FIG. 1 shows two utilization devices 10 and 12 which are also labeled device A and device B, respectively, which are coupled to transmit data between them through the combination of an SCI link controller, such as the LC-1, and a gigabit transceiver, such as the Hewlett Packard transceiver. The utilization devices 10 and 12 are respectively coupled to the B-link controllers 14, 16, which are shown in separate elements in the Figure, but might be constructed as part of the SCI link controller. The SCI link controllers 18 and 20 are respectively coupled to the B-link controllers 14 and 16 so that the B-link controller provides an interface for packet data transmission between the respective utilization devices and the SCI link controllers.
The transceivers 22 and 24 are coupled to transmit and receive packets of data at gigabit transmission speeds. The transmitter 26 is coupled to supply data to the receiver 28 and the transmitter 30 couples data to the receiver 32. Although the gigabit transmission of SCI packet data between the two devices 10 and 12 can be accomplished by means of this configuration, a multi-node SCI packet distribution ring that is operable at gigabit speeds is not achievable by the prior art which is exemplified by the representative example of FIG. 1.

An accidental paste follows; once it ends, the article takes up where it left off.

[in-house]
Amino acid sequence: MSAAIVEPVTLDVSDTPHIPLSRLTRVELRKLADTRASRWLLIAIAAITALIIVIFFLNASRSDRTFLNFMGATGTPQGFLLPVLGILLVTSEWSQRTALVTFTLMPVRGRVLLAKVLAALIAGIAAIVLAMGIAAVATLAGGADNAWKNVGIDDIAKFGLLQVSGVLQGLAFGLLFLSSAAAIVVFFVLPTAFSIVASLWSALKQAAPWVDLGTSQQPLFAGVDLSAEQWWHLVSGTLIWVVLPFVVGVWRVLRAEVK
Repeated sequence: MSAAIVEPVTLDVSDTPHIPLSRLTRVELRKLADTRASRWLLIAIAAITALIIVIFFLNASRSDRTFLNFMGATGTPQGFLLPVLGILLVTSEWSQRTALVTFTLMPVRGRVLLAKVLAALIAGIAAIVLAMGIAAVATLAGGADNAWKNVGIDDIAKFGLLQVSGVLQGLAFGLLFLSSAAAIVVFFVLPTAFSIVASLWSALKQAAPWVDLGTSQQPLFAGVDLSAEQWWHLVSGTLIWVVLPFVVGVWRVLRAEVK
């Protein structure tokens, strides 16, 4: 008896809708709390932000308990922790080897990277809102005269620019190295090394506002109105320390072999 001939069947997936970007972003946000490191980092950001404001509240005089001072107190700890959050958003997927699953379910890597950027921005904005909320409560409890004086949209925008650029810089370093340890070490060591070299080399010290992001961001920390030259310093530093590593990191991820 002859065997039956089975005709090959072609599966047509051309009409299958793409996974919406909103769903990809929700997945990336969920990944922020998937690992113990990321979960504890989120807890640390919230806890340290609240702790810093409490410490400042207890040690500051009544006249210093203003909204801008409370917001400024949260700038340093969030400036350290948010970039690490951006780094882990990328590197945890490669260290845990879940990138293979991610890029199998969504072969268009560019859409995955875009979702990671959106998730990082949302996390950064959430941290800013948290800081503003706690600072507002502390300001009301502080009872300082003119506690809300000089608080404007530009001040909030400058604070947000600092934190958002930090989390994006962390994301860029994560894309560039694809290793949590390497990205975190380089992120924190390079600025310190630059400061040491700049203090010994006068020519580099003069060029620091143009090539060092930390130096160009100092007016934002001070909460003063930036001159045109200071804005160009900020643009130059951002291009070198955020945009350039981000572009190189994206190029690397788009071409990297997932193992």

A multi-node Scalable Coherent Interface ring for the transmission of packets between nodes, each of which contains an SCI link controller and a gigabit transceiver to which a G-link controller that contains a timer is coupled, is provided. The node also includes a B-link controller which is coupled to the SCI link controller and the transceiver. The B-link controller at each node senses if the SCI link controller at that node is operational and forces it into initialization if it is not. Whenever an SCI link controller is initialized, it sends a fill Frame 0 (FF0) control word to the down stream receivers. Each of the G-link controllers monitors the transmitter and the receiver at its node to determine if they are in synchronization. The G-link controller also monitors the receiver at its node to determine if it has received an FF0 control word from an upstream node. If either the transmitter and receiver are not in synchronization or an FF0 control word has been received, the SCI controller at the node is reset and initialized by a signal from the G-link controller. The FF0 word sent to the downstream receivers upon initialization until the further most receiver in the ring receives an FF0 control word and returns a received message to the originating node. A timer in the G-link controller at the originating node is set to allow further FF0's to be blocked out for a time long enough to allow the FF0's to propagate all the way around the ring and for all of the receivers in the ring to synchronize.
The B-link controller is used to determine if it is in synchronization with the SCI link controller. If it is not, the B-link controller causes the SCI link controller to reset and initialize. The B-link controller then forces the transmitter at its node to send a control word different from FF0 to the downstream receiver. The B-link controller then starts a timer to inhibit further sending of these control words after a return message is sent by the furthermost receiver to the originating node.